Season 3 “Ink Master” contestant Jason Clay Dunn proved that he’s a force to be reckoned with on the Spike reality show. The Montclair, California tattoo artist came in sixth place during the 2013 season, but returned for Season 5’s dramatic twist – “Rivals.” With fellow Season 3 competitor Josh Hibbard at his side, Dunn set out to show viewers and the judges that he had the chops to take the title of “Ink Master” – and he’s definitely on the right track to claiming the name and $100,000 grand prize.

During episode 16 it was revealed that Dunn, owner and artist at Tattoo Alchemy, would be joining Erik Siuda and Cleen Rock One in the Season 5 finale. The three finalists were tasked with completing a 35-hour back piece, and in usual “Ink Master” fashion, judges Dave Navarro, Oliver Peck and Chris Nunez dropped a curve ball – each contestant would have a style assigned to them by their rivals. But for Jason Clay Dunn, the surprise twist actually turned out to be an “advantage.”

“I remember mentioning to them before that that I hate doing new school,” Dunn told the International Business Times of his assigned style. “I think it just works in my benefit, honestly.

Dunn is a self-proclaimed “product of the 90s.” According to the tattoo artist, new school style first started “coming out and getting invented” during the 90s, right about the time he first started in the industry around 1992.

“They think that I don’t have the skills to do [new school] well,” Dunn continued. “It worked to my advantage. I do, it’s just that I don’t like to do it. I flipped the script on them, and pushed them.”

Siuda and Cleen Rock One might have failed at sticking Dunn with a tattoo he’d struggle at, but Dunn believes that he managed to assign his competitors a difficult style – color realism. He decided to go with color realism after watching the pair tattoo throughout the show.

“I think there [are] only a handful of artists out there that can really, truly capture color realism,” Jason Clay Dunn said of the tattoo style. “And neither of them are that. And in that regard I stand out alone on my own anyway. If you have two guys going at it with color realism they’re probably going to end up doing something similar in choice or whatever. Then mine’s going to stand out that much more.”

Jason Clay Dunn doesn’t have to worry about facing off with Erik Siuda and Cleen Rock One in color realism, however that doesn’t mean that his finale tattoo has been stress free. Despite 18 years tattooing, Dunn suffers from anxiety – something that was recently highlighted when his blank human canvas walked out on his episode 16 geisha pinup tattoo. Dunn explained that his panic disorder had him sleeping as little as three or four hours a night during filming for “Ink Master,” and that one of the things that the reality series doesn’t show is that the contestants have limited prep time before tattooing. But the few hours they had to design a piece wasn’t Dunn’s biggest concern moving onto the 35-hour back piece. For the artist, the setup of the 35 hours is what had him sweating.

“I wish I had more healing time in between sessions because normally I wouldn’t rush a major back piece like that,” he told IBTimes. “It’s not so much the 35 hours as it is how they have it set up to tattoo every two weeks. Sometimes you need longer healing times. Everybody’s body is different ...  What ends up happening in a rush situation like that you end up tattooing over skin that’s very fresh and fragile and you end up damaging it that much more.”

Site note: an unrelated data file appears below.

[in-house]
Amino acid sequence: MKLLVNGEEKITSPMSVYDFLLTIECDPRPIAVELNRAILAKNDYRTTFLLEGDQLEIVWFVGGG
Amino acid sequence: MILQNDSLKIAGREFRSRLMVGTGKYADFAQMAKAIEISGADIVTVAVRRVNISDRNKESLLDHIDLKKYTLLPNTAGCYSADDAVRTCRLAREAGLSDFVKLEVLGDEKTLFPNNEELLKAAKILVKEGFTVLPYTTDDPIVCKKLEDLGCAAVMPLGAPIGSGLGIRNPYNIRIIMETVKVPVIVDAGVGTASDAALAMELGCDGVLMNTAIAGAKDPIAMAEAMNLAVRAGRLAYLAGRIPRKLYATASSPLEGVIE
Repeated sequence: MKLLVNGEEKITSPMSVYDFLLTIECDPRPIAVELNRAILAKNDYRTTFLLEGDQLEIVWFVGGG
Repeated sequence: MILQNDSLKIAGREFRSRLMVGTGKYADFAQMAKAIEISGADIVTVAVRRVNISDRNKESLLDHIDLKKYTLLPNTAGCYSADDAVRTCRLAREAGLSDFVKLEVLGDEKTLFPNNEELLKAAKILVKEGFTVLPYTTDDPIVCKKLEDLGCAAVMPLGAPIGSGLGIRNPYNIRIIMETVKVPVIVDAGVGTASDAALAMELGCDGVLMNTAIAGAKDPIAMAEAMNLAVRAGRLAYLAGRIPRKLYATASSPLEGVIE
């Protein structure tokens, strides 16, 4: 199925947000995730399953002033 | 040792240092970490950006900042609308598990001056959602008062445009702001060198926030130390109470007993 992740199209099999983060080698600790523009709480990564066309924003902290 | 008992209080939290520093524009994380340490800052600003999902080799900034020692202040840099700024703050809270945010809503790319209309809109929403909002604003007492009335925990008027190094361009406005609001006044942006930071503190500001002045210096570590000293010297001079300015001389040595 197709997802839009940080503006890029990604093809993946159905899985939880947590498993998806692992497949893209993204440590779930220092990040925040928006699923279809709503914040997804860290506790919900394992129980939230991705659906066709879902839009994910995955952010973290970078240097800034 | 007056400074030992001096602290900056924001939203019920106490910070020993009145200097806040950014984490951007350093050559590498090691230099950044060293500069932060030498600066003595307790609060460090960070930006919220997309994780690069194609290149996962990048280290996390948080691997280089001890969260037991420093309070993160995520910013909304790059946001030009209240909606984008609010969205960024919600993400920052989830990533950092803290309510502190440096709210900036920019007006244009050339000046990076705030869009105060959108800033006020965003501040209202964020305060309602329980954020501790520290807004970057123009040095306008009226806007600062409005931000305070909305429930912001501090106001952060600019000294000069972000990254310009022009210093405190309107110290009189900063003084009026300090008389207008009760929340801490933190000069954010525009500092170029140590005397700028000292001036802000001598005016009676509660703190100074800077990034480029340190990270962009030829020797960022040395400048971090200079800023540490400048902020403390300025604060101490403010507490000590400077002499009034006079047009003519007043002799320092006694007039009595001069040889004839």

No matter the outcome of the Season 5 Dec. 16 finale, Dunn certainly seems like one of the success stories of “Ink Master.” He joined the show to “conquer” and “deal” with his “old demons,” and feels that he was able to “put a handle” on that. However he doesn’t feel like he got the opportunity to truly beat out his “rival” – Josh Hibbard.

Hibbard was eliminated from the series after being caught smoking weed by his fellow competitors. His extracurricular activities were called an “unfair advantage,” and he was sent packing after breaking his contract.

The elimination had “Ink Master” fans in an uproar with many taking to social media to express their anger over Josh’s removal from the contest. Dunn simply said that “there was way more than that going on” with Josh’s “weed issue,” and that the depiction of him being made out to look like a “nark or snitch” was far from the truth.

“I think what the public is missing is that Josh cheated me out by his behaviors on the show,” Dunn explained. “He was doing great on the show, but what I think the public fails to realize that Josh really doesn’t have the drawing skills that it takes to be an ‘Ink Master.’ Is he technically flawless on a lot of tattooing? Sure, I mean if you give him an image to copy, which is great. But when it comes to designing something his compositional flaw and actual drafting skills [are] lacking. We were just getting to the part of the competition where you needed those skills, and that was rather evident in the episode where we were doing the amputees and he had to draw a girl in fire or something. If you look at the girl and the anatomy on that thing – it’s wacked, it’s not good, you know? So I never got to really beat him out … they don’t realize that he cheated me out.”

Jason Clay Dunn might never have a chance to prove himself against Josh Hibbard, but he’s not making a new “rival” moving into the finale. Although he thinks that Cleen Rock One is the artist to beat, Dunn sees himself as his “biggest rival.”

The “Ink Master” Season 5 finale will air on Spike on Tuesday, Dec. 16, at 10 p.m. EST.